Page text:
mbaMission: University of Texas, Austin (McCombs) Essay Analysis, 2013–2014
by Manhattan Prep
We’ve invited mbaMission to share their Business School Essays Analyses as they’re released for the 2013-2014 application season. Here is their analysis for University of Texas, Austin (McCombs).
By asking candidates to submit three essays of 250 words each, the McCombs School of Business at the University of Texas, Austin, has drastically streamlined its essay questions this year compared with last year—and in concert with what many other MBA programs are doing this season. Then, the length requirement for Essay 1 alone was 800 words, and applicants had roughly 600 words for the school’s three-part Essay 2. Overall, McCombs’s questions appear to have taken a more personal tone, asking candidates to introduce themselves to the student community, explain what they can contribute to the program other than professional qualities and describe how they expect to develop during their two years in the MBA program. Gone are any explicit references to short- or long-term goals and one’s career history, so the applicant’s more internal aspects and soft skills are highlighted instead.
1. Imagine that you are at the Texas MBA Orientation for the Class of 2016. Please introduce yourself to your new classmates, and include any personal and/or professional aspects that you believe to be significant. Select only one communication method that you would like to use for your response.
Write an essay (250 words)
Share a video introduction (one minute)
Share your about.me profile
The first step in responding to this question is choosing the format that is most compatible with your personality. If you are the quiet, thoughtful type, the essay or about.me option may be best; if you are more often the life of the party or are better at speaking than writing, the video option will likely be the advisable choice. If you are someone with more of an artistic bent and are great at visuals and graphics, the about.me option could be the optimal way to go.
As for determining what information to share, turn the mirror away from yourself to start and think about what you would like to know about your classmates and what you would find interesting. For example, do you consider a candidate’s age an important or interesting fact? Probably not, so you should probably skip including this in yourintroduction as well. More likely, you are curious about what they do in their spare time, what kind of skills or experience they bring to the table, whether they are approachable/funny/serious/etc., whether they have extensive experience in a certain area or have a more wide-ranging background and so on.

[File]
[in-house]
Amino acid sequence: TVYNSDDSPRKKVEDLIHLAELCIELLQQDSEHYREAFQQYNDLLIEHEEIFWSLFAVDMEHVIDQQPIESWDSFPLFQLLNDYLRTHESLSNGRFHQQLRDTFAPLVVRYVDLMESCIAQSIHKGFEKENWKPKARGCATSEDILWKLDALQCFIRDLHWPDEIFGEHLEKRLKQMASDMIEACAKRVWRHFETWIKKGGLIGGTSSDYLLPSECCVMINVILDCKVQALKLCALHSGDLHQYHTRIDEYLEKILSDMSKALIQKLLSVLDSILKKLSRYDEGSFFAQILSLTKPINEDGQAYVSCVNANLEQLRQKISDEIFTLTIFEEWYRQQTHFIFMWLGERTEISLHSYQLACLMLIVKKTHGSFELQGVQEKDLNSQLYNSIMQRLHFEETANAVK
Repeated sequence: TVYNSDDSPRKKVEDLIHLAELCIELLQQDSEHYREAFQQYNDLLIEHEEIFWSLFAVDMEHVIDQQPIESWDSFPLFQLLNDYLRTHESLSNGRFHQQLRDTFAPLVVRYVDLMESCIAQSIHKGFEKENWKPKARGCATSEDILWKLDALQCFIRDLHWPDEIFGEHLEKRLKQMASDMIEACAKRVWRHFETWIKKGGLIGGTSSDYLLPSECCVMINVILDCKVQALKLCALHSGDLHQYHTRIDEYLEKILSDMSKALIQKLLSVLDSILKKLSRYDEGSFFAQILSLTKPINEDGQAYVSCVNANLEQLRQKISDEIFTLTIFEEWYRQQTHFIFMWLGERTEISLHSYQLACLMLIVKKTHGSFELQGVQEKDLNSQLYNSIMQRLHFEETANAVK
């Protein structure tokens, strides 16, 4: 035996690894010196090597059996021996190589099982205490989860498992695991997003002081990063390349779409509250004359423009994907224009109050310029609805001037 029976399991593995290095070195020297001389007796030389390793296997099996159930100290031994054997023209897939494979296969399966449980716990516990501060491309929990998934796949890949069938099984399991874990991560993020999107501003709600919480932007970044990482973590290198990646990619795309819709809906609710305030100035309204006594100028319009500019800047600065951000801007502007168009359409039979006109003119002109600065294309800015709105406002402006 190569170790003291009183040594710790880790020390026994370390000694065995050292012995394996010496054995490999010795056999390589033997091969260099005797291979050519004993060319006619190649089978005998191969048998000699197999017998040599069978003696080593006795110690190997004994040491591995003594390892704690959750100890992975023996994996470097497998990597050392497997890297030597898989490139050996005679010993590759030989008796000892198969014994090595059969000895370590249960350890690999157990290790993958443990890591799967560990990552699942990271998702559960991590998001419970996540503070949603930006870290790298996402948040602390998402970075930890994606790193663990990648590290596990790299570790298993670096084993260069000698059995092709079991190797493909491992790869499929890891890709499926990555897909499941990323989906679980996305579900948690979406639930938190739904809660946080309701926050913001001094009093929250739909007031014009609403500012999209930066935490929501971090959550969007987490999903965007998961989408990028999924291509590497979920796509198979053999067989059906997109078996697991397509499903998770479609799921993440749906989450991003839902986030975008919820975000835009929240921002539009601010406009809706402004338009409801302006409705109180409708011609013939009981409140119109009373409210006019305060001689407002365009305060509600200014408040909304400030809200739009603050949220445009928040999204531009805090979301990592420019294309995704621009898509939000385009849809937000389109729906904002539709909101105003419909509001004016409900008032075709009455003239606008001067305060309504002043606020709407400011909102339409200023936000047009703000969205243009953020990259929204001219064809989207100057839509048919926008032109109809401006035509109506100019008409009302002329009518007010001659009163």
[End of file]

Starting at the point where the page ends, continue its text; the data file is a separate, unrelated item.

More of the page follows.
After determining what sort of information you believe would be compelling, turn the focus back to yourself. Think about the aspects of your personality and profile that you believe truly define you as an individual—not just what you do and have done, but who you are—and fully explore your background, hobbies, talents, experiences, quirks. Brainstorm a list of as many things as you can, and then go through the list to eliminate items that seem too common (e.g., a BA in finance) or basic (e.g., your age or hometown) until you have a handful of truly distinctive qualities you can weave into an engaging narrative.
Next, remember that you must bring energy and enthusiasm to your presentation. You are not filling out a job application—you are trying to connect with others, so charisma is key. For inspiration, consider listening to a few podcasts from The Moth, a not-for-profit program in which people tell personal stories live in front of an audience. You need only listen to the first few minutes of a number of stories to get a feel for how the storytellers manage to grab their audience’s attention right away. Then work to find an interesting way of beginning your introduction so that your reader/viewer is intrigued from the very first line.
As an example, let us consider a candidate who has worked as an investment banker for the past few years and as a hobby does stand-up at open mics on the weekends. He could open his essay with a statement such as “I have been an investment banker on Wall Street for the past two years, commuting to work very early in the mornings. I like to do stand up on the weekends, so I take that morning time to practice my bits.”